[35] SLOVAK ELECTORATE FACES DUAL VOTE IN APRIL...

    President Rudolf Schuster announced on 4 February that a nonbiding plebiscite on early elections will be held on 3 April, the same day that Slovak voters cast their ballots in the first round of presidential elections, TASR and CTK reported. Schuster said his decision was prompted by the need "to create the best possible conditions for the broadest possible turnout in both constitutional acts, which are so important for the Slovak Republic," according to CTK. At least 50 percent of eligible voters must approve the calling of early elections in order for parliament to consider the initiative. Most commentators do not expect the legislature to approve early elections with the required three-fifths majority, since the four-party, center-right coalition's 68 seats are enough to block parliament's dissolution. They also point out that all of Slovakia's postcommunist plebiscites except the referendum on EU accession have failed due to low turnout. The drive for early elections was initiated in November by the Trade Union Confederation (KOZ), which collected the signatures of more than 550,000 backers. Only 350,000 signatures were required under Slovak law. The petition was also supported by the opposition Smer (Direction) party and by the Communist Party of Slovakia (KSS). MS

    [36] ...PROMPTING CRITICISM FROM COALITION LEADERS

    Prime Minister Mikulas Dzurinda on 4 February called Schuster's decision to call the plebiscite "politically unfair and incorrect," CTK reported. "The rules of the game state that the mandate of each government lasts four years," Dzurinda, who heads the Slovak Democratic and Christian Union, said. Parliamentary speaker and Christian Democratic Movement Chairman Pavol Hrusovsky predicted the same day that turnout in the plebiscite will be low and that Schuster will fail in his bid for a second term as president, according to TASR. Hrusovsky denounced as "manipulation" the calling of the two ballots on the same day, adding that he thinks it is an attempt by Schuster to boost his chances of re-election. He said it was "typical" of Schuster "to have joined the efforts of the communists, Smer, and KOZ" to oust the government. Hrusovsky said Schuster has thus turned the presidential palace "into a KOZ branch" and "once again undermined the office of head of state." Similarly, Hungarian Coalition Party (SMK) Chairman Bela Bugar said Schuster's decision stems from his hope of "securing the support in the presidential election of those grateful to him for having called the referendum." MS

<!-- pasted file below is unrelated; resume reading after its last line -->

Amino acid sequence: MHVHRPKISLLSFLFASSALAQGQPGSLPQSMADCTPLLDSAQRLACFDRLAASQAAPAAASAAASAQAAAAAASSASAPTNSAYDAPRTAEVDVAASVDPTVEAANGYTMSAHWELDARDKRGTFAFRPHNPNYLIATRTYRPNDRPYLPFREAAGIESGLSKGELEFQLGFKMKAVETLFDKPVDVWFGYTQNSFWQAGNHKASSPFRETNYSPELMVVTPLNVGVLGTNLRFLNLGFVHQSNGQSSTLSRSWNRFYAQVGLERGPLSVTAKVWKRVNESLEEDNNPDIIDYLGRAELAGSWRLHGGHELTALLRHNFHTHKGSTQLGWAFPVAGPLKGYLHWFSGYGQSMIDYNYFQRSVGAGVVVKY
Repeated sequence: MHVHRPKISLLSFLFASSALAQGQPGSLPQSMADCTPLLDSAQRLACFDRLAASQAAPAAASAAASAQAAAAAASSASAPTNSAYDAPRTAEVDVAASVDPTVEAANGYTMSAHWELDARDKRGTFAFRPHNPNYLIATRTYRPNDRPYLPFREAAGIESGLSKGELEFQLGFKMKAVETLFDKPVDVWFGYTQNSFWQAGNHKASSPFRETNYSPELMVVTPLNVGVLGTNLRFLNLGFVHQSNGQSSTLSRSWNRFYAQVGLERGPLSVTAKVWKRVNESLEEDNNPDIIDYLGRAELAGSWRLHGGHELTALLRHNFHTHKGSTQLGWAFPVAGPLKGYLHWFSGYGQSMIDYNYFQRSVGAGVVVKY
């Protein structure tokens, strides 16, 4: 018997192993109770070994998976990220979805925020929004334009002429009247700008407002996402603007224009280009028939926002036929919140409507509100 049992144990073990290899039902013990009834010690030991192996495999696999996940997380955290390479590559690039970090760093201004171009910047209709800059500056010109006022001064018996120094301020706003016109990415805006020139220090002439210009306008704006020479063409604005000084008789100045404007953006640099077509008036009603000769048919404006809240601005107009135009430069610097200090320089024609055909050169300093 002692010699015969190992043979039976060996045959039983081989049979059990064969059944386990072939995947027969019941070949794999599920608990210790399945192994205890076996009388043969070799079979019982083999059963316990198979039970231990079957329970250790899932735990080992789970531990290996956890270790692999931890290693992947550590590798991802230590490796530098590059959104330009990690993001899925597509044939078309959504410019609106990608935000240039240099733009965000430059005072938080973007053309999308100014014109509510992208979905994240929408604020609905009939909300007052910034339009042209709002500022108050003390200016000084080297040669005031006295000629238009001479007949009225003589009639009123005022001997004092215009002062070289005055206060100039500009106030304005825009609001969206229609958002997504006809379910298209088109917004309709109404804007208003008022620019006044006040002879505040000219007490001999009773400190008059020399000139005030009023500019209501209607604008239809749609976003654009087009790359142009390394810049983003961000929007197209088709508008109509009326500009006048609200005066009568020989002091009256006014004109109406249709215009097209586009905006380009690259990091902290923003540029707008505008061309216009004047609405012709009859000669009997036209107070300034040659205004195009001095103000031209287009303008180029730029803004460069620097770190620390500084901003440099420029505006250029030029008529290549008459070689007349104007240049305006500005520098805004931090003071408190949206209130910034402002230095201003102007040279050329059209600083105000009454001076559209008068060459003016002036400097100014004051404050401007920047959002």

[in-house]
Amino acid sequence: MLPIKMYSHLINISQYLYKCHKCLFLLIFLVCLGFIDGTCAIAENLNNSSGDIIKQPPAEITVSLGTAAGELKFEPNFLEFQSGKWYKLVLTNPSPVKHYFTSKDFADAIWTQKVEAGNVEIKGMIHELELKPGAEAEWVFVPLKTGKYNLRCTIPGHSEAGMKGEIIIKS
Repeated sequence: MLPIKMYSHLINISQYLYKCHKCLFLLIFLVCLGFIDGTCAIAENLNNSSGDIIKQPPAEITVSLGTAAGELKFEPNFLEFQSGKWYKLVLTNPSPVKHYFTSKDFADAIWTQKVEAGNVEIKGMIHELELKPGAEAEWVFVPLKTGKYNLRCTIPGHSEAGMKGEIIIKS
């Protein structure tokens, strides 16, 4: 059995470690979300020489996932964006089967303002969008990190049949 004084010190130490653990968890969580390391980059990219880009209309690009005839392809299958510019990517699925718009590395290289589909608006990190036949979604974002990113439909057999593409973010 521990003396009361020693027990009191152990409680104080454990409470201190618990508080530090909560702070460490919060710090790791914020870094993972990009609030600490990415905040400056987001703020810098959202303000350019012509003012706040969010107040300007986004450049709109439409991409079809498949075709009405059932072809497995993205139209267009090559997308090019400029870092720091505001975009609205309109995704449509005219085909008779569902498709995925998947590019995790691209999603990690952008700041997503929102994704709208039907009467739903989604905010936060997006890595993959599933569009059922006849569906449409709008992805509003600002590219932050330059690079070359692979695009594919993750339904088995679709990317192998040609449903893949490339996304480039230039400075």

[37] SLOVAKIA DECIDES AGAINST PURCHASING SUPERSONIC FIGHTER JETS

    Defense Minister Juraj Liska told journalists after a cabinet meeting on 4 February that Slovakia will not purchase supersonic fighters for its air force, CTK reported. Instead, Liska said, Slovakia will modernize its fleet of 12 Soviet-era MiG-29s. Liska said the modernization should cost roughly 500 million crowns ($15.4 million) and extend the jets' useful lives by three to 10 years. Liska said negotiations with Russia on the modernization project will start soon. MS

    [38] TILOS RADIO SPARKS NEW HUNGARIAN SCANDAL

    The opposition FIDESZ party has asked the National Radio and Television Authority (ORTT) to launch a new investigation into Budapest's controversial Tilos Radio after an employee read out a purported text message on the air on 4 February that called FIDESZ Chairman and former Prime Minister Viktor Orban a "fascist," "Nepszabadsag" reported. The on-air message also included a plea to "let the churches be destroyed" and a reference to Zoltan Bajtai, the former Tilos Radio host who on 24 December told listeners that he would like to exterminate Christians (see "RFE/RL Newsline," 5 and 29 January 2004). A statement on FIDESZ's website (http://www.fidesz.hu) alleged that Tilos Radio is deliberately provoking the Christian community and supporters of right-wing civic circles to boost the Socialist-led governing coalition's electoral chances. MSZ